First there was. And then there was.
Opening reception Sunday, June 8, 5-9 pm
Elephant is pleased to announce First there was. And then there was, an exhibition of new works by Tanya Brodsky. This installation presents a space full of imminent problems. Things are (maybe) about to slide off, overflow, disintegrate, cause bodily harm if not approached with caution. Objects seem to be missing, with only the impressions made by their mass remaining as a record. The intentionality of the objects that are present is questionable. Things are simultaneously much more and much less stable than they appear to be. Contamination is a real concern. There is a dichotomy between permanence and impermanence, the utilitarian and the obtrusive, the mundane and the sanctified. It might all be a joke with no punchline.
Brodsky uses the acts of listing and categorizing to create the semblance of a disjointed narrative. The title of the show derives from narrative connectors: “first there was, and then there was.” Something happened, then something else, then something else. A appears to have led to B, to C, to D. Here, the indexical system is present as a framing device, something to push against. Logic sets up the possibility of red herrings, for the frustrations of not understanding or not solving. It acts as a foil for sex, madness, shit, humor, the mythical Furies, some kind of force of creation and destruction that is outside of and greater than the system.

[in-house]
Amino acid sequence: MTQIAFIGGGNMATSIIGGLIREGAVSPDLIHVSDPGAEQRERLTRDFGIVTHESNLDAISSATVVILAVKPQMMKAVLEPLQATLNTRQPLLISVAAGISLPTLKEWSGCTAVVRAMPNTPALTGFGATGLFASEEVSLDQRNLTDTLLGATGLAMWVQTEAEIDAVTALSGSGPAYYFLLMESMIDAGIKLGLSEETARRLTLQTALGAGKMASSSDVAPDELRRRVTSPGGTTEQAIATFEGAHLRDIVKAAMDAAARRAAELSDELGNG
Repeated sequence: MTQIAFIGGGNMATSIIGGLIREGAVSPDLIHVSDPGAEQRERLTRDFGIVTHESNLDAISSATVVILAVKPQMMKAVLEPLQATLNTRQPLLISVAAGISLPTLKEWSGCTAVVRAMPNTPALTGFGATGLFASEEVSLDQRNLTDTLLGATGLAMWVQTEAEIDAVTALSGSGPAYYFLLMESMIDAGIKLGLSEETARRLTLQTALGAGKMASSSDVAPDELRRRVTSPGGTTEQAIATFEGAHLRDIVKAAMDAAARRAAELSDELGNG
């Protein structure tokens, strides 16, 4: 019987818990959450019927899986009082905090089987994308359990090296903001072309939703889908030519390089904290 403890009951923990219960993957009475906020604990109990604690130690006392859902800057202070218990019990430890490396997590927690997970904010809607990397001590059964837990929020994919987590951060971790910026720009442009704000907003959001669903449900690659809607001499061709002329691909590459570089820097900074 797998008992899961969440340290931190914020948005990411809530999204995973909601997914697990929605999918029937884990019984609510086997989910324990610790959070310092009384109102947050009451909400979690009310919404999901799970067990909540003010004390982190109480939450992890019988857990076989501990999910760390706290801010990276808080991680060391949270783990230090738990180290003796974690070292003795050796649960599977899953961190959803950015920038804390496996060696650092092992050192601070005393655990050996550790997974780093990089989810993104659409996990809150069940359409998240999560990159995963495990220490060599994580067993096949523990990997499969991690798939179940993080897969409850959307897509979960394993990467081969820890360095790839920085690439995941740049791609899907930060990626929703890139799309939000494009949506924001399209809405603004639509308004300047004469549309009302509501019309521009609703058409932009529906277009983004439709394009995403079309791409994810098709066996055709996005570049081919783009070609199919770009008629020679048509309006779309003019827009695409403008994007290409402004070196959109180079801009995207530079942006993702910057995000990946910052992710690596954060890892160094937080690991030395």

Anticipation, excitement, dread, all require vulnerability: emotional, physical, or both. Trust is extended towards another being or eventuality, allowing him/her/it into one’s personal space. There is always a brief moment when it is unclear whether the stranger is leaning in in order to be violent, intimate, or both. Such an invasion elicits a physical response. The body tenses reflexively, bracing for fight or flight. Foreplay comes to mind. The erotic power of uncertainty, of waiting, not touching, not moving. In sexual and religious fetishes, art galleries, high end boutiques, the unavailability of the object gives it its power.
Tanya Brodsky (b. 1982, Kiev, Ukraine) lives and works in Los Angeles and San Diego. She received a BFA from Rhode Island School of Design in 2005. She is currently working towards an MFA at UC San Diego. Her work has been included in exhibitions in Los Angeles and New York. This summer she will participate in two traveling exhibitions in Monterrey, Mexico, and Bilbao, Spain.